Free font websites for Affinity Publisher—our top five!

Bored of your current system fonts? Why not explore some free font websites before parting with your hard earned cash.

With the recent release of Affinity Publisher, it feels like just the right time to showcase some font websites that are very popular, and of course free.

We’ll go beyond the essential features expected of such sites, i.e. searching, category filtering (top rated, featured, by style) and font previewing, which most sites share.

The rankings in this article are based on the author’s opinions and research only.

1. Google Fonts

Searching for Roboto fonts on Google fonts website (fonts.google.com)

Probably the most well-known free font provider. The site is mainly intended for provision of fonts for websites, but the fonts will be perfectly acceptable for print or PDF output using Affinity Publisher.

The Good: 952 font families, easy-to-use website with previews, searchable by category. If a free font can’t be found, a purchasable equivalent is offered via the provider’s website.

The Bad: It isn’t immediately obvious how to download your chosen font! Tip: After selecting the font family you will able to spot the download button from the pop-up box!

2. Font Squirrel

Searching for Roboto font on FONTSquirrel website (fontsquirrel.com)

This site claims its fonts are 100% Free for Commercial use. As always, check the licence for your chosen font (the licence will be included along with the downloaded font).

The Good: Over 1000 font families locally available. The font summary shows icons indicating licencing restrictions (e.g., for embedding). One-click downloads are a real time saver.

The Bad: Some of the advertising seemed to get in the way of important font search and filtering features. The site also looks a little dated and didn’t size to my browser window too well.

3. FontSpace

Fontspace website home page (fontspace.com)

This is a big website, with a nice show/hide browser to access fonts via a rage of interesting categories. Optional login available.

The Good: 60,000+ fonts. A clean design with hover overs for licencing information before download.

The Bad: Adverts seem to masquerade as font category navigation bars.

4. Lost Type

Losttype website showing card layout

While limited in the number of fonts available compared to the other sites, you get a very creative set of fonts nicely presented in card format.

The main distinction from the other sites is that the site operates on a cooperative basis. You can either:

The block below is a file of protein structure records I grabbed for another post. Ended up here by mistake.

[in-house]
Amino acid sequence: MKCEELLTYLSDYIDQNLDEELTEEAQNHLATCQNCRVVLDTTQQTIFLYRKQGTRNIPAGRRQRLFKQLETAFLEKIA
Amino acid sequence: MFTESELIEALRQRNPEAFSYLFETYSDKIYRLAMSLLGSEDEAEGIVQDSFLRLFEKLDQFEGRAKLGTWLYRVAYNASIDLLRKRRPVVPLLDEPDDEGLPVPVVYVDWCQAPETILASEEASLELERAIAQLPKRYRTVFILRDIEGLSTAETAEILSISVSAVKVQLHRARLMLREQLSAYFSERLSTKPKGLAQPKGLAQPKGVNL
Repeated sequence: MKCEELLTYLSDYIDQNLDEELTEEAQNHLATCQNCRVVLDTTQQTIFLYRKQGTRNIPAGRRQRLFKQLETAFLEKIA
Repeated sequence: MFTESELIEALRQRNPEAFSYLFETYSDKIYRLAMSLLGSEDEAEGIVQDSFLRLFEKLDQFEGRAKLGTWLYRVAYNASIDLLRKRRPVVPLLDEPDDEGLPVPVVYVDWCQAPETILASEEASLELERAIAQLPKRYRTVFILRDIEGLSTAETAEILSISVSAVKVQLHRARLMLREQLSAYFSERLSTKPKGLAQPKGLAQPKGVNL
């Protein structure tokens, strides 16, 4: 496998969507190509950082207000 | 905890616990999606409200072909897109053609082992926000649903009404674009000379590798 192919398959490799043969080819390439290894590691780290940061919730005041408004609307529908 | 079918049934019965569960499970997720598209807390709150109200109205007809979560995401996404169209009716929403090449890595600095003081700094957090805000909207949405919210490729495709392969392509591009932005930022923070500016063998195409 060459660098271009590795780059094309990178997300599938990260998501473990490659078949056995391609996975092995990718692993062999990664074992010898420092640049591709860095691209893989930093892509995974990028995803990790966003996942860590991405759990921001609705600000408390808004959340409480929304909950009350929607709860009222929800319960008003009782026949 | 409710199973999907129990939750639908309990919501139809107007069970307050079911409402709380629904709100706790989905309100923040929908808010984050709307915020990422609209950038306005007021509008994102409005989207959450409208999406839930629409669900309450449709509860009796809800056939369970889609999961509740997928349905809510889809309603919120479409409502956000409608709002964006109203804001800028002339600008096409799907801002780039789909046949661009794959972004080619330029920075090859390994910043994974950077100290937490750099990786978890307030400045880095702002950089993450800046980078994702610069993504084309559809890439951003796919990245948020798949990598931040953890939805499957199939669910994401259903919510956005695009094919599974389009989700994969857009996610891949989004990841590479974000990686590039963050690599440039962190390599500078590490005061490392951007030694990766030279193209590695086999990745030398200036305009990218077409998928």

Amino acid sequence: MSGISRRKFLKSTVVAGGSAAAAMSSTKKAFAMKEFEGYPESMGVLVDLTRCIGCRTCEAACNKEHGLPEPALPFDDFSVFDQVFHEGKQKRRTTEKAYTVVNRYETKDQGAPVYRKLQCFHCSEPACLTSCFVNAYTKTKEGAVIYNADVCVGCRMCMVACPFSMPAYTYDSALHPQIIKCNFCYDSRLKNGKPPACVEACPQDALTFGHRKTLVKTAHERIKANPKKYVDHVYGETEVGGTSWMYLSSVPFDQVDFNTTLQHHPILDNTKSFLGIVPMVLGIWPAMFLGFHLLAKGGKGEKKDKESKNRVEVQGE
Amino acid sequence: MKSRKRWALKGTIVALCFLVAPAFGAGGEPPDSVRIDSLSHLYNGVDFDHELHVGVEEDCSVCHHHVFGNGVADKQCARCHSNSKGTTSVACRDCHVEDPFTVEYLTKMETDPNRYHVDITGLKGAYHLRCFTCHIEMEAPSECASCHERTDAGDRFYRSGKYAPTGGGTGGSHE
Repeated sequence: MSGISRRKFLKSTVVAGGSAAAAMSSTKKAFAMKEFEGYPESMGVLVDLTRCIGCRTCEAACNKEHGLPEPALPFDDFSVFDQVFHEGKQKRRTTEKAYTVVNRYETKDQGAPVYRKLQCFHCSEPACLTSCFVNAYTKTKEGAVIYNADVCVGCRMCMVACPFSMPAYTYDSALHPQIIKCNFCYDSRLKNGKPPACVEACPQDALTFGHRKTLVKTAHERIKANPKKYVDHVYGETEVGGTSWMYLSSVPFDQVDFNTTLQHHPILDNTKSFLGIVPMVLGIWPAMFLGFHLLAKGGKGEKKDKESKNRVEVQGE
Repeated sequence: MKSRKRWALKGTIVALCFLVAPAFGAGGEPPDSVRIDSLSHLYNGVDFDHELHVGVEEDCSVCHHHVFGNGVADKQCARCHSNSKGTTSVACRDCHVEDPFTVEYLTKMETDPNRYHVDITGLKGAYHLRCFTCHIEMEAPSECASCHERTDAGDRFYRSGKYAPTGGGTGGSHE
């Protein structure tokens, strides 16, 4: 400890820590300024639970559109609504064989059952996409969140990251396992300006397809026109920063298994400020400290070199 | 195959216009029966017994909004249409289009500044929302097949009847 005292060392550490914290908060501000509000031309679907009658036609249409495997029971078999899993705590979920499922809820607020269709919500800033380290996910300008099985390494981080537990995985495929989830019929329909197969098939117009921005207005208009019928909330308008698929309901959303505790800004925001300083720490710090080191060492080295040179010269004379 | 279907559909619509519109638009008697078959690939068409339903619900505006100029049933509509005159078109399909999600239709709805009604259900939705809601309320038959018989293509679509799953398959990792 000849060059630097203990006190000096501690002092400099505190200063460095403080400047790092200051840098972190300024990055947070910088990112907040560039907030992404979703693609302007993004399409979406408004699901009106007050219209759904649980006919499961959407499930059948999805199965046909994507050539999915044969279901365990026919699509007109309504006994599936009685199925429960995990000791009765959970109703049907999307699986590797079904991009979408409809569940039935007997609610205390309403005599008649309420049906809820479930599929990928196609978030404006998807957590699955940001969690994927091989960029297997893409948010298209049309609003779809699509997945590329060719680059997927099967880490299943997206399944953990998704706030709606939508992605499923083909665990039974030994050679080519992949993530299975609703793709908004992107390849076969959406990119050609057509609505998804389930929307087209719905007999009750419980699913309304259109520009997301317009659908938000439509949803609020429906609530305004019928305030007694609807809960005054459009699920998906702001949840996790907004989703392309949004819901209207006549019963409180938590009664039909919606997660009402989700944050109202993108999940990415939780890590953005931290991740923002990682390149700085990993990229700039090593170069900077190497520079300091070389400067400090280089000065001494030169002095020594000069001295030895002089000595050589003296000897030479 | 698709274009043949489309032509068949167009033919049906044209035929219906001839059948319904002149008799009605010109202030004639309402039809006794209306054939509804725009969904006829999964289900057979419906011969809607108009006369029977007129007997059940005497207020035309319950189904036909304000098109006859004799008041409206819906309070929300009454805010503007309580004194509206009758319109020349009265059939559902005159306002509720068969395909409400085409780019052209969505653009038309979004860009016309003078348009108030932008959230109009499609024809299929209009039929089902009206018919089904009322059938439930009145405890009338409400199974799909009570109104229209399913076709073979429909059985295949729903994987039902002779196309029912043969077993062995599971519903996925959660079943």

• Pay what you want to for personal use

or:

  • For some fonts, you can pay a nominal fee for commercial use

The Good: The site is fun and feels creatively led. If you donate, 100% of sales goes to the originating font designer. Font previews are presented in actual design examples.

The Bad: No search feature or Records per Page view. Only 50 typefaces available.

5. DaFont

Searching for Roboto font on daft font (dafont.com).

The site covers a wide range of fonts (they quote 43,030!) segregated into many font categories. The fonts encountered were mainly free for personal use only. Optional login available.

The Good: The site offers filtering by themes (e.g., fancy, gothic, techno) and font designer. What looks like a popular forum helps users identify fonts visually.

The Bad: Another site that offers a multitude of adverts masquerading as font category navigation, and use the Themes filter or search feature you should be able to get what you need. Registering and subsequent login doesn’t reduce the volume of advertising displayed.

Really, really free?

Well yes, they are, but it’s worth noting that the free font may have a more limited glyph and special character support compared to a purchased font.

Fonts and other Affinity products

Not surprisingly, your downloaded free font will install and be made available to Affinity Designer, Photo and Publisher as for other fonts on macOS and Windows systems.

If you’re using Affinity Designer or Affinity Photo on iPad, you’ll have to install your free font via the Preferences (Fonts tab) before it becomes available to your app. This is due to the iOS environment being more ‘locked down’ compared to its desktop counterparts.

A final word

If you’re on a limited budget, free fonts are a life saver. For professional output, you may want to invest in purchasable commercial fonts from commercial font sites for absolute assurance on quality and licencing, but only if you’re able to stretch your budget further. Notable commercial sites include MyFonts.com, FontShop.com and fonts.com amongst others.

One important caveat is that fonts sourced from some of the free websites mentioned often means for “For Personal Use Only”. However, some free fonts offer purchasable upgrades to commercial equivalents, often by contacting the font designer directly. If donations are welcomed in relation to free fonts you have the option to support the hard work of the font designer at your discretion.